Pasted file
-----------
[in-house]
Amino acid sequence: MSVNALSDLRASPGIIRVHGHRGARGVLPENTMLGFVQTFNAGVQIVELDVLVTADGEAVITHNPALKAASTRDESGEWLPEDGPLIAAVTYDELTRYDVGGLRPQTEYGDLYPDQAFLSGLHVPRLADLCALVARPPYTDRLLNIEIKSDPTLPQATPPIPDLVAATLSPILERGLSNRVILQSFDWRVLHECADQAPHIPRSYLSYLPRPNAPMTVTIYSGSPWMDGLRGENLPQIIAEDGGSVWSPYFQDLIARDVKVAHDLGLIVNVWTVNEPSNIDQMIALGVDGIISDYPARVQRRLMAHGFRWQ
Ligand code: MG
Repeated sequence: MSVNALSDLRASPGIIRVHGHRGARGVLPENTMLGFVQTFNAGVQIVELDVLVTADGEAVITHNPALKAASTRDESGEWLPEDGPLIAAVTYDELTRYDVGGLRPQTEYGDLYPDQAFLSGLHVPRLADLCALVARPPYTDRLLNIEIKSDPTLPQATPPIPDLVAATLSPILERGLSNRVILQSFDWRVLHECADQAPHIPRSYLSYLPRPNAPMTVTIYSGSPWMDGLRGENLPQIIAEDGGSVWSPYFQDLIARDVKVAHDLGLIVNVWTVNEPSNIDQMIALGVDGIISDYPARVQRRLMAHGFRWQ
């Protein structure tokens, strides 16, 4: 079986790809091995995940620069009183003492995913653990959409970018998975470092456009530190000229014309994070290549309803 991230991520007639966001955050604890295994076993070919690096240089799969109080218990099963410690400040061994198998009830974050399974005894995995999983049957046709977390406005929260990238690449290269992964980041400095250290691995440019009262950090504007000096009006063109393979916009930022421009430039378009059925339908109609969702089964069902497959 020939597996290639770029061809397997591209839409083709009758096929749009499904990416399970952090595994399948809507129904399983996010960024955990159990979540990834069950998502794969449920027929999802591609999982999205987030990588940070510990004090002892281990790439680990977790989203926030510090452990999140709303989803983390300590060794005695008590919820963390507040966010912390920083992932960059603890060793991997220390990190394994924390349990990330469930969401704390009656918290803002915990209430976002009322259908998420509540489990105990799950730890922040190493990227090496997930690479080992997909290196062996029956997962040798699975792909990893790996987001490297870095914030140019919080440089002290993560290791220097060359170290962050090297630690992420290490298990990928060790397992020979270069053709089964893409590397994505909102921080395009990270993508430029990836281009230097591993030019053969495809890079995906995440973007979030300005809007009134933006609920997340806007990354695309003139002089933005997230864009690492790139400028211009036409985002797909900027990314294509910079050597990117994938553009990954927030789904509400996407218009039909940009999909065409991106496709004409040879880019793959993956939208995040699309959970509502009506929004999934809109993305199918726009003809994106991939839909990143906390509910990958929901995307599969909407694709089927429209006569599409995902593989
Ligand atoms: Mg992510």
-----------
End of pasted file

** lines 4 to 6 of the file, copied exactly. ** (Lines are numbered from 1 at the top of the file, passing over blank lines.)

Repeated sequence: MSVNALSDLRASPGIIRVHGHRGARGVLPENTMLGFVQTFNAGVQIVELDVLVTADGEAVITHNPALKAASTRDESGEWLPEDGPLIAAVTYDELTRYDVGGLRPQTEYGDLYPDQAFLSGLHVPRLADLCALVARPPYTDRLLNIEIKSDPTLPQATPPIPDLVAATLSPILERGLSNRVILQSFDWRVLHECADQAPHIPRSYLSYLPRPNAPMTVTIYSGSPWMDGLRGENLPQIIAEDGGSVWSPYFQDLIARDVKVAHDLGLIVNVWTVNEPSNIDQMIALGVDGIISDYPARVQRRLMAHGFRWQ
């Protein structure tokens, strides 16, 4: 079986790809091995995940620069009183003492995913653990959409970018998975470092456009530190000229014309994070290549309803 991230991520007639966001955050604890295994076993070919690096240089799969109080218990099963410690400040061994198998009830974050399974005894995995999983049957046709977390406005929260990238690449290269992964980041400095250290691995440019009262950090504007000096009006063109393979916009930022421009430039378009059925339908109609969702089964069902497959 020939597996290639770029061809397997591209839409083709009758096929749009499904990416399970952090595994399948809507129904399983996010960024955990159990979540990834069950998502794969449920027929999802591609999982999205987030990588940070510990004090002892281990790439680990977790989203926030510090452990999140709303989803983390300590060794005695008590919820963390507040966010912390920083992932960059603890060793991997220390990190394994924390349990990330469930969401704390009656918290803002915990209430976002009322259908998420509540489990105990799950730890922040190493990227090496997930690479080992997909290196062996029956997962040798699975792909990893790996987001490297870095914030140019919080440089002290993560290791220097060359170290962050090297630690992420290490298990990928060790397992020979270069053709089964893409590397994505909102921080395009990270993508430029990836281009230097591993030019053969495809890079995906995440973007979030300005809007009134933006609920997340806007990354695309003139002089933005997230864009690492790139400028211009036409985002797909900027990314294509910079050597990117994938553009990954927030789904509400996407218009039909940009999909065409991106496709004409040879880019793959993956939208995040699309959970509502009506929004999934809109993305199918726009003809994106991939839909990143906390509910990958929901995307599969909407694709089927429209006569599409995902593989
Ligand atoms: Mg992510």